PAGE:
Beyond the reaches of the sprawling city, we head to the Dutch countryside to get a glimpse of klog making, a tour of the historic windmills, and a taste of genuine gouda.
- Well, this is the first place where we had decent footage after “The Big Hard Drive Crash”, so here’s our first “real” video from EuroTrip ’11
- It was a little unfortunate that we were met with bad weather (intermittent rain and foggy conditions) while out at the Zaanse Schans museum, but we did have some moments of sun that we took advantage of
- We used the full assortment of lenses here, including my old 70-300mm that was light enough to include in my pack – allowed me to get those closeups of all the livestock. Granted it had no IS, so my lightweight VGR-8225 tripod really needed some extra weight (a heavy hand?) to help keep things stable at the long focal lengths
- I wish I could’ve gotten more film of the “dutch pancakes” as they were being made – something interesting and akin to the “Dutch Baby” that they have at the local Pancake House. We shot some footage at “The Pancake Bakery” in Amsterdam the night before, but it was pretty bad (and I was still pretty pissed over the whole hard drive incident), so I opted to exclude it.
- We didn’t take as much footage inside the windmills, but I have to say they were pretty interesting! Operating as a museum, the mills actually do produce and sell goods (in this case, cut lumber and paint) and the funds from this and the tourists (of course) help to keep the windmills turning. We had slight breezes through the morning so go to see some of the windmills in action (as you can see in the video)
- And no, I didn’t mispell “Central” – that’s really how they spell the name of the “Centraal” train station in Amsterdam. Which actually didn’t have any metro services running because apparently it’s under repair due to some really bad decisions. And knowing that would’ve helped before we landed there in Amsterdam asking how to take the metro
- We didn’t take much footage in Amsterdam itself (see “Hard Drive Incident”), but upon arriving, it reminded me a lot of “City 17″ from Half-Life 2 – a lot of worn down buildings, wet, gray weather, and people strewing about. And a lot of bikes. Everywhere.
- Would I come back? Definitely. Besides the filling pancakes, we’d love to head back during some good weather in the spring to shoot some of the Tulips and some better parts of the city. (We were only there for one night, so we made the best of things)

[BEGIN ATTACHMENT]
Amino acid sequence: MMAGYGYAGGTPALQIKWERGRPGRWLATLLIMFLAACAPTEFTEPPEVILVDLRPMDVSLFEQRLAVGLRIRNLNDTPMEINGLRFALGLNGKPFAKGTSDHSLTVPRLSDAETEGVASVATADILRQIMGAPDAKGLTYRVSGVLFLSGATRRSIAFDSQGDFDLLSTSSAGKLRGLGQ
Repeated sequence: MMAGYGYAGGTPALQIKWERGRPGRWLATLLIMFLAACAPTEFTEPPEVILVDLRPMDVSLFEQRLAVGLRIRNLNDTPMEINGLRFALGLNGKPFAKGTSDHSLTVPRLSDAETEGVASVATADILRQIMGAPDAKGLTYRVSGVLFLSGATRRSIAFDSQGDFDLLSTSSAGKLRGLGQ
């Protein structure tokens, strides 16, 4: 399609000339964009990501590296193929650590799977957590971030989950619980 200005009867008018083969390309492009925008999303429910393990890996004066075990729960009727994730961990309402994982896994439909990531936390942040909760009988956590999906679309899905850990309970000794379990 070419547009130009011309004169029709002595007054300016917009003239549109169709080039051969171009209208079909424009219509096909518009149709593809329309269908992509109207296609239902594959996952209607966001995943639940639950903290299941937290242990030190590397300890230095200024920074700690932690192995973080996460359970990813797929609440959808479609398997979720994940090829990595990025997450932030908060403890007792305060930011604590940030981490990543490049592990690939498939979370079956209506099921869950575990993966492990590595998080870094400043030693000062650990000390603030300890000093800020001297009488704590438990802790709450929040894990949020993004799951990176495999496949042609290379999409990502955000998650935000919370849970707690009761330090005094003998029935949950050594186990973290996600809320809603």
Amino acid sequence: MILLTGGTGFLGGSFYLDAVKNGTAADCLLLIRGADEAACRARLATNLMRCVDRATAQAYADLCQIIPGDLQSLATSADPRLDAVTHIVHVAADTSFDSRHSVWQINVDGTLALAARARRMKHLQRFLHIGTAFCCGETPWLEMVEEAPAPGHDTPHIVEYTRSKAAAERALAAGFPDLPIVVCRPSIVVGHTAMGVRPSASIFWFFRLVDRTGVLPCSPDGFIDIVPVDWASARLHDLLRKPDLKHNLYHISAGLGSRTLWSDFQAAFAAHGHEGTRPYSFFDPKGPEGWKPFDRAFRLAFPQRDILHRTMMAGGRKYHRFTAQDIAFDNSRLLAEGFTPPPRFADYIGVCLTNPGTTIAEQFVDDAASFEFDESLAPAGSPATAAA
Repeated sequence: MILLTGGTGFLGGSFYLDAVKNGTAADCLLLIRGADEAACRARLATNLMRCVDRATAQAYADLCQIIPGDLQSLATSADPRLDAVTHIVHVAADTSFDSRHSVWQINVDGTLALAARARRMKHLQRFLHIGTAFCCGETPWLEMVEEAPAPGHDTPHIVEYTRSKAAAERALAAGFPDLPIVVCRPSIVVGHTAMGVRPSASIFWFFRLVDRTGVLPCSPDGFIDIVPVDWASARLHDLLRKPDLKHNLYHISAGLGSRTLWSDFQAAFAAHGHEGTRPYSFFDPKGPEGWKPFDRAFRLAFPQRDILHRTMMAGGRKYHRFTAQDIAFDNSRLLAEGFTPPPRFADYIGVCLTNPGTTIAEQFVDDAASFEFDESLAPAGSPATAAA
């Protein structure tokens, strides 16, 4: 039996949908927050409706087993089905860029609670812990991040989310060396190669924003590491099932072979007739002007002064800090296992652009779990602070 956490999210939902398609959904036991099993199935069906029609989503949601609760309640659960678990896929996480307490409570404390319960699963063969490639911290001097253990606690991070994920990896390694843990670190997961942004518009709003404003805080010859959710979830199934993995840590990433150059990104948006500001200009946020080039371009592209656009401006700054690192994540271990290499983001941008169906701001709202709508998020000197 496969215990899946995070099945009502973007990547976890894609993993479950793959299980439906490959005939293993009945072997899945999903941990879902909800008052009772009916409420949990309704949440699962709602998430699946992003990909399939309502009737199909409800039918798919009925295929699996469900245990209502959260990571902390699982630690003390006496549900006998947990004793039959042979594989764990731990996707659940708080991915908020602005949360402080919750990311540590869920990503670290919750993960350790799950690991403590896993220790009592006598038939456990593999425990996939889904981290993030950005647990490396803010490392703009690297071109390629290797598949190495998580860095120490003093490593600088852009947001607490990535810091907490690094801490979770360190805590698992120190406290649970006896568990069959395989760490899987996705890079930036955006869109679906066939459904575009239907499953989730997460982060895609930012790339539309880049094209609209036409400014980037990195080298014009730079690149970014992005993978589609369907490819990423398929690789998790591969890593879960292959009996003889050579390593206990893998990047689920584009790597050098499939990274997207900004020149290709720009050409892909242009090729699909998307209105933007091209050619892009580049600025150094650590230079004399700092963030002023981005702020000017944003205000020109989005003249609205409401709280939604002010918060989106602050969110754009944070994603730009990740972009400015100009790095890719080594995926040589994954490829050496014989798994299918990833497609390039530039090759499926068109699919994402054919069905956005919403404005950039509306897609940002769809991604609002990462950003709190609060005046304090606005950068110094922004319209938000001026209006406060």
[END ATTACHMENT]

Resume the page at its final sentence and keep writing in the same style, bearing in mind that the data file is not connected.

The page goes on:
- This was done entirely in iMovie ’11 again just an experiment with the “Snap To Beats” feature. I’ve found it highly time saving -if- and when it works – unfortunately, I found out the hard way that adding transitions or manually messing with timings will screw up the Snap to Beats feature and make you start over. But by laying out the footage first before adding titles / transitions / etc., I was able to avoid the whole mess. You definitely give up a certain degree of flexibility here, but it’s definitely a time saver. I’ll plan on using iMovie in cases where I just want to quickly churn out a couple clips.
- One more thing I noticed: iMovie ’11 has some export presets for certain services, and looking at the one for Vimeo, the 1080p preset commits you to a whopping 20Mbit/s bandwidth (woah!). Out of premiere, I usually encode to 10Mbit/s, so I was a little taken back by this (in fact, at 20Mbit/s, this project weighed in at 569MB, a bit too far north of my weekly, non-Vimeo+ limit…) This surely can’t be what everyone is encoding to these days, is it? Or is it clever marketing ploy to get non-savvy iMovie users to upgrade to Vimeo plus?
- Music Credit: the guy who got me started on radio stations, this is Armin van Buuren feat. Audrey Gallagher – “Hold On To Me”. Been listening to “A State of Trance” since Episode 136 when I first heard Above & Beyond’s “Satellite”. Armin is Dutch, of course, so I think it suits this video well!